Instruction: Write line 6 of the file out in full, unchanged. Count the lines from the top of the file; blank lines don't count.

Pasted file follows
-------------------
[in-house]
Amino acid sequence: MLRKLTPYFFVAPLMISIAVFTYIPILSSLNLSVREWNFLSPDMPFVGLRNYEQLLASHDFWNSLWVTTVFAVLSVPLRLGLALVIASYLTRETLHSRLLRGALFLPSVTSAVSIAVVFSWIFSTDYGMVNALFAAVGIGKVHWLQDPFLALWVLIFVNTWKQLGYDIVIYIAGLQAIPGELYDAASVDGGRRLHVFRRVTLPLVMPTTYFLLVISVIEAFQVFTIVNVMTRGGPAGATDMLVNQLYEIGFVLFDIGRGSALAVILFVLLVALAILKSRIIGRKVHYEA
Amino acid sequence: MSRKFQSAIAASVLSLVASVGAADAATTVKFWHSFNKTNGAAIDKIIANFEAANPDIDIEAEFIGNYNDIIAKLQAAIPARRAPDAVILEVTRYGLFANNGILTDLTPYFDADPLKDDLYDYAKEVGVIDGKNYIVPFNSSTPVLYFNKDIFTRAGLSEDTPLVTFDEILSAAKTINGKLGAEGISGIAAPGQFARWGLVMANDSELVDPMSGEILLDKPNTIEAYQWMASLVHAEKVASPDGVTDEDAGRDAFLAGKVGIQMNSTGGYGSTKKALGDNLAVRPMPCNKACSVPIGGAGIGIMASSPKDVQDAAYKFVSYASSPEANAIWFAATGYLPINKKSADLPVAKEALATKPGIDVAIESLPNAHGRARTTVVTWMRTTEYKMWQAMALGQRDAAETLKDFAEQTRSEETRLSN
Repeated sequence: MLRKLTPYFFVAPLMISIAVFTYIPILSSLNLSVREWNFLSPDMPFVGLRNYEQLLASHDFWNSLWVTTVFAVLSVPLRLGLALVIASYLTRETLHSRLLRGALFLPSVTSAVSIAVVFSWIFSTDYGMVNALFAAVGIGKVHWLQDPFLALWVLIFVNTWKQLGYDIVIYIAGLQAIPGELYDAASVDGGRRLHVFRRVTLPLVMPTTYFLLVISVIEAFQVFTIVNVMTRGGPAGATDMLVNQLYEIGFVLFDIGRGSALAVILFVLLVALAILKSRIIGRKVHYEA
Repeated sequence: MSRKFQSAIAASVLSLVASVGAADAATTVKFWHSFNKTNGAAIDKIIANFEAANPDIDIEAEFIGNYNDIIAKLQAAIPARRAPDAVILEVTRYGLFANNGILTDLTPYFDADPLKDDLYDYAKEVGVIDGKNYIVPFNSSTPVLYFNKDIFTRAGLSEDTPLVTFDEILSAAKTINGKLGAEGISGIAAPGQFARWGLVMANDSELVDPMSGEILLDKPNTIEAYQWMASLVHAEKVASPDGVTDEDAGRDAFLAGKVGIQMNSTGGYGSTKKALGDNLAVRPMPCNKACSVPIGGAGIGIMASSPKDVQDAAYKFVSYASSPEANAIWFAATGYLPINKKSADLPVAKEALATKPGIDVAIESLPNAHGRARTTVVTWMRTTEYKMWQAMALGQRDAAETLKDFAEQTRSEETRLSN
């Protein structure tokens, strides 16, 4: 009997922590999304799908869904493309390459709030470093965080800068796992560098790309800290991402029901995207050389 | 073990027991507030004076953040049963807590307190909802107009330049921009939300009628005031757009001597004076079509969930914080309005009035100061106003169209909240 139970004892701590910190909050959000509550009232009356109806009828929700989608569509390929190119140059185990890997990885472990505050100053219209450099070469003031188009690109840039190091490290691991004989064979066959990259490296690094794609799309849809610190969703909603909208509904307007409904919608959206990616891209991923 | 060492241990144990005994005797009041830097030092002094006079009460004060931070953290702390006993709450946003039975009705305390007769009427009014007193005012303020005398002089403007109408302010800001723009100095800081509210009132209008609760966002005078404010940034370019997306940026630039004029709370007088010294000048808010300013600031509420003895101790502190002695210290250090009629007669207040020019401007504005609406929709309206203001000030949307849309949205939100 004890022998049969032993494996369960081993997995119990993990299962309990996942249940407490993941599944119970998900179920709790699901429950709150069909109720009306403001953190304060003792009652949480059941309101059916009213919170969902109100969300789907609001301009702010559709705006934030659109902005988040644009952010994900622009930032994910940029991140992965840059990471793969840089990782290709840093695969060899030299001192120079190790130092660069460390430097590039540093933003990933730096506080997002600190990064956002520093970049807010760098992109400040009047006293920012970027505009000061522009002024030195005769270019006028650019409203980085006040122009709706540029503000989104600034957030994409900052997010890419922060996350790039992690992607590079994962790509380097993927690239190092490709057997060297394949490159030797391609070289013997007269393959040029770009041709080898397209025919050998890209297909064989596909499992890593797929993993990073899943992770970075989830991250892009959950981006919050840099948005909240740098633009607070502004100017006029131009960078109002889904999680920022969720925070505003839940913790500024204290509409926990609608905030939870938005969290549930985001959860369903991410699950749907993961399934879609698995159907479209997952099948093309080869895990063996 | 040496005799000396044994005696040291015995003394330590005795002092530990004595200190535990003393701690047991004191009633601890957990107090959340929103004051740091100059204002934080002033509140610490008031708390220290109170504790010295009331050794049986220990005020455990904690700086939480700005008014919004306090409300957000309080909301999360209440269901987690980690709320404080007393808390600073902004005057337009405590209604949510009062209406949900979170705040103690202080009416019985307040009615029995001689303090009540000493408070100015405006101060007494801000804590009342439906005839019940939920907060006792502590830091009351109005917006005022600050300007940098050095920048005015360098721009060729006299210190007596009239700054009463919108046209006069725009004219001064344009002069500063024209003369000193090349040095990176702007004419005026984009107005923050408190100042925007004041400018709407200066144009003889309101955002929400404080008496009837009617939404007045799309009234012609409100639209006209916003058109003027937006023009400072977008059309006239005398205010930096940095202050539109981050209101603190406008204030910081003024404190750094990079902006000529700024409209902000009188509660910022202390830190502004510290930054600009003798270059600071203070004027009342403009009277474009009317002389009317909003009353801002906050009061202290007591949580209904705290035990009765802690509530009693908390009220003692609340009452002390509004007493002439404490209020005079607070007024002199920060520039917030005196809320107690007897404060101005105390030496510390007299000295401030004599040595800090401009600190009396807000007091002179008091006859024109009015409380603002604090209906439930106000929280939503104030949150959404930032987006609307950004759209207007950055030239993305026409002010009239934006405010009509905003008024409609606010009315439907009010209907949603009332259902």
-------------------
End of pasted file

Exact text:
């Protein structure tokens, strides 16, 4: 009997922590999304799908869904493309390459709030470093965080800068796992560098790309800290991402029901995207050389 | 073990027991507030004076953040049963807590307190909802107009330049921009939300009628005031757009001597004076079509969930914080309005009035100061106003169209909240 139970004892701590910190909050959000509550009232009356109806009828929700989608569509390929190119140059185990890997990885472990505050100053219209450099070469003031188009690109840039190091490290691991004989064979066959990259490296690094794609799309849809610190969703909603909208509904307007409904919608959206990616891209991923 | 060492241990144990005994005797009041830097030092002094006079009460004060931070953290702390006993709450946003039975009705305390007769009427009014007193005012303020005398002089403007109408302010800001723009100095800081509210009132209008609760966002005078404010940034370019997306940026630039004029709370007088010294000048808010300013600031509420003895101790502190002695210290250090009629007669207040020019401007504005609406929709309206203001000030949307849309949205939100 004890022998049969032993494996369960081993997995119990993990299962309990996942249940407490993941599944119970998900179920709790699901429950709150069909109720009306403001953190304060003792009652949480059941309101059916009213919170969902109100969300789907609001301009702010559709705006934030659109902005988040644009952010994900622009930032994910940029991140992965840059990471793969840089990782290709840093695969060899030299001192120079190790130092660069460390430097590039540093933003990933730096506080997002600190990064956002520093970049807010760098992109400040009047006293920012970027505009000061522009002024030195005769270019006028650019409203980085006040122009709706540029503000989104600034957030994409900052997010890419922060996350790039992690992607590079994962790509380097993927690239190092490709057997060297394949490159030797391609070289013997007269393959040029770009041709080898397209025919050998890209297909064989596909499992890593797929993993990073899943992770970075989830991250892009959950981006919050840099948005909240740098633009607070502004100017006029131009960078109002889904999680920022969720925070505003839940913790500024204290509409926990609608905030939870938005969290549930985001959860369903991410699950749907993961399934879609698995159907479209997952099948093309080869895990063996 | 040496005799000396044994005696040291015995003394330590005795002092530990004595200190535990003393701690047991004191009633601890957990107090959340929103004051740091100059204002934080002033509140610490008031708390220290109170504790010295009331050794049986220990005020455990904690700086939480700005008014919004306090409300957000309080909301999360209440269901987690980690709320404080007393808390600073902004005057337009405590209604949510009062209406949900979170705040103690202080009416019985307040009615029995001689303090009540000493408070100015405006101060007494801000804590009342439906005839019940939920907060006792502590830091009351109005917006005022600050300007940098050095920048005015360098721009060729006299210190007596009239700054009463919108046209006069725009004219001064344009002069500063024209003369000193090349040095990176702007004419005026984009107005923050408190100042925007004041400018709407200066144009003889309101955002929400404080008496009837009617939404007045799309009234012609409100639209006209916003058109003027937006023009400072977008059309006239005398205010930096940095202050539109981050209101603190406008204030910081003024404190750094990079902006000529700024409209902000009188509660910022202390830190502004510290930054600009003798270059600071203070004027009342403009009277474009009317002389009317909003009353801002906050009061202290007591949580209904705290035990009765802690509530009693908390009220003692609340009452002390509004007493002439404490209020005079607070007024002199920060520039917030005196809320107690007897404060101005105390030496510390007299000295401030004599040595800090401009600190009396807000007091002179008091006859024109009015409380603002604090209906439930106000929280939503104030949150959404930032987006609307950004759209207007950055030239993305026409002010009239934006405010009509905003008024409609606010009315439907009010209907949603009332259902």